You'll find that setting a cruel fortune up with urgency turns it into fair play, where putting the Storm or Malcontentment directly into play without warning will piss your players off. Or, to put it another way, in order to get Malcontentment into play, you can either start with the crew muttering, then escalate gradually - they're muttering worse, they're sullen, they're talking back, they're shirking their duties - using the fiction solely to eventually justify pitting Malcontentment into play; or else you can start with the crew muttering and put Urgency: Malcontentment into play right then.

So yeah, putting cruel fortunes into play is a topic that I'm delighted has come up. As you look over the list, are there any that jump out at you in that regard?

-Vincent
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agony
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« Reply #7 on: April 23, 2008, 03:08:07 PM »

Vincent, thanks.  Upon reflection I only half-understood the currency aspect on first read-through but in retrospect it makes absolute sense and is completely awesome. 

However, are there not certain elements that will be established in the fiction and the card immediately comes into play (besides the cards which explicitly tell you to do so)?  Such as a ship appearing on the horizon previously unestablished?  This does seem like a somewhat rare event and I do foresee obvious ways to weave most of the Cruel Fortunes into the fiction so perhaps I'm worrying about something which is unimportant and too infrequent to waste time contemplating.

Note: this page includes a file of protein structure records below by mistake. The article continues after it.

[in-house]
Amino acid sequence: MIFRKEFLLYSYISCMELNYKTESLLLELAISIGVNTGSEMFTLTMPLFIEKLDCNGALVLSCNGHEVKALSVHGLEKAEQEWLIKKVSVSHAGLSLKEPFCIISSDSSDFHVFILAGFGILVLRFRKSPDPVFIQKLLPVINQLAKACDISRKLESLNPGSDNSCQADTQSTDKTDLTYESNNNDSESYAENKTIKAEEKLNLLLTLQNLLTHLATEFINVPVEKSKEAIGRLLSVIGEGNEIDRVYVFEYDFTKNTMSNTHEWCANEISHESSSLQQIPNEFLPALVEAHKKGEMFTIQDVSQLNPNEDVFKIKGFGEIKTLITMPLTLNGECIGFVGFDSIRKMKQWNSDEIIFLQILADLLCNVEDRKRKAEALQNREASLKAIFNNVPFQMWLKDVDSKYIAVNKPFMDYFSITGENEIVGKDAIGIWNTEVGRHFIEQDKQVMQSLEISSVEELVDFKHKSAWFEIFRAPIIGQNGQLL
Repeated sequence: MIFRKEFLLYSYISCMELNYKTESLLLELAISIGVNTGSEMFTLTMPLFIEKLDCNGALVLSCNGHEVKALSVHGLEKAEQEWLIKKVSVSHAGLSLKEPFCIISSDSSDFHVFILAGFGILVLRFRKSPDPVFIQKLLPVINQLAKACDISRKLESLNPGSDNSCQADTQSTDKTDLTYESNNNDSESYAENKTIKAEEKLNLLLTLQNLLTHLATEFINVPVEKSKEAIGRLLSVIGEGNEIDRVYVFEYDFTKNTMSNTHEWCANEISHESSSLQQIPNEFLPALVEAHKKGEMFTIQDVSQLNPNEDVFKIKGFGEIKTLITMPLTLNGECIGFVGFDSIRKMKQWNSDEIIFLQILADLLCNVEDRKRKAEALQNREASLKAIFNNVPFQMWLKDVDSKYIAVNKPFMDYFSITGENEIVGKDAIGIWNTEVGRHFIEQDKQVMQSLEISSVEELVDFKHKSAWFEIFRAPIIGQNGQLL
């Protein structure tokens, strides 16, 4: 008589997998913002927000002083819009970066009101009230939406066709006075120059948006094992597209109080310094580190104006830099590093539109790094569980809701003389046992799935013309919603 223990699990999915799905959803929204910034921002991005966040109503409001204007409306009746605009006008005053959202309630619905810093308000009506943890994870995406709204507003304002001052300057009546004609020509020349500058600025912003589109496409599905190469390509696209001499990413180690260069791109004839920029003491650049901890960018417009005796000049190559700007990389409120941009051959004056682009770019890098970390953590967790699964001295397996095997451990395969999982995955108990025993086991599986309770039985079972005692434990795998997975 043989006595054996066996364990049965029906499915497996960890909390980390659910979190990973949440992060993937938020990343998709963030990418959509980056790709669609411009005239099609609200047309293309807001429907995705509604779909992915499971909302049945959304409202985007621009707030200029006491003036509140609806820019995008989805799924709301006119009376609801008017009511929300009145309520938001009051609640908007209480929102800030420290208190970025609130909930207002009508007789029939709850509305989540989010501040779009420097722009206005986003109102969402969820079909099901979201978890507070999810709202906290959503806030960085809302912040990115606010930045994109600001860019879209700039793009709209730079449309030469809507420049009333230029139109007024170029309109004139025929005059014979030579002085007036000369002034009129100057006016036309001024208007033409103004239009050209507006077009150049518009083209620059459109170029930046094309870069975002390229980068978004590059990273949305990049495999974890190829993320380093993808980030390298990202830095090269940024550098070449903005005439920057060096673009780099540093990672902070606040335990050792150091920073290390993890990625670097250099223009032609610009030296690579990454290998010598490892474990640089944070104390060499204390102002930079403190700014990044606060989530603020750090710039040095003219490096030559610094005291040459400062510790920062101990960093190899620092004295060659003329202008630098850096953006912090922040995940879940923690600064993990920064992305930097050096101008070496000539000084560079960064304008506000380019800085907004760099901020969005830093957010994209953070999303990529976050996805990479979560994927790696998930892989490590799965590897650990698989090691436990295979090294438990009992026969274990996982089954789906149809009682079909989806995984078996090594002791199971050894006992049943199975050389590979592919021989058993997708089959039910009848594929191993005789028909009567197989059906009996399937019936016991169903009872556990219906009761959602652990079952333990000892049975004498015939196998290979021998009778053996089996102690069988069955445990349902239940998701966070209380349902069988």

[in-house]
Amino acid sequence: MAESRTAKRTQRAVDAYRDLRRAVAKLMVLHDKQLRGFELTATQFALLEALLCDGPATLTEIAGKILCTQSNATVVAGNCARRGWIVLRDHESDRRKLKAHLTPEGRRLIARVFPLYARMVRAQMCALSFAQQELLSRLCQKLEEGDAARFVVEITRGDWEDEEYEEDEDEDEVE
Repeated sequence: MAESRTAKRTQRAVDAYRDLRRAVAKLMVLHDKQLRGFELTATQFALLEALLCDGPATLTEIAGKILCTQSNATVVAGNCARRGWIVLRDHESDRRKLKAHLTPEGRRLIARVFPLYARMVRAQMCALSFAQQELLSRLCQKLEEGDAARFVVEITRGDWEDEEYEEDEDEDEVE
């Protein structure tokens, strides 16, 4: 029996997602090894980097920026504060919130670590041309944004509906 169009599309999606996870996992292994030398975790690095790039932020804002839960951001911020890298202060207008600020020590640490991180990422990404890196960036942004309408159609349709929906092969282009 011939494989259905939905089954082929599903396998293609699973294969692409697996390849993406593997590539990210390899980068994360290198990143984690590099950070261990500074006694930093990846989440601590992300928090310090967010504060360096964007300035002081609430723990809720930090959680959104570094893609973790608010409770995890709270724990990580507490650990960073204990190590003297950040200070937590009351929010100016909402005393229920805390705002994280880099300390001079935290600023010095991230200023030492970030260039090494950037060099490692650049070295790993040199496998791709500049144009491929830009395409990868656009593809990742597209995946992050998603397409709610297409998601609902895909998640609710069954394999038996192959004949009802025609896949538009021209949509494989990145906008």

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You can call me Charles
agony
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« Reply #8 on: April 27, 2008, 06:48:26 AM »

Ok.  Actual play made some things clear and proved very insightful.

I have just one question after my first session of Poison'd; is it intentional that if all of the PC's are with their company that they will almost always surely win? 

With a company profile of 6 and a Captain with Brinksmanship 6 (all of the PC's have Brinksmanship 6), they are rolling 9 dice among 4 Players.  At most I have 6 dice and perhaps 3 X's if I have a profile 7 company.  Of course all of the PC's will have more X's so that doesn't help either.  When they will always have 50% more dice than me...how can I possibly win?  The only resort I see is taking a PC out of it and inflicting harm but that still isn't a real threat.

It seems to me that giving each extra Player in the fight only 1 die would be much more balanced.  Their extra X's already prove mighty helpful without the bonus die a piece and this would make it so danger was actually present company to company.
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GB Steve
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« Reply #9 on: April 27, 2008, 05:01:30 PM »

Taking named PCs out of a fight is a big threat in our experience, and something the players complained about no end. It also gets rid of their dice.
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Pelgrane
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« Reply #10 on: April 28, 2008, 08:43:59 AM »

Taking named PCs out of a fight is a big threat in our experience, and something the players complained about no end. It also gets rid of their dice.

The GM can pretty much hose the PCs whenever they want in ship combat with this mechanic, with no chance of comeback.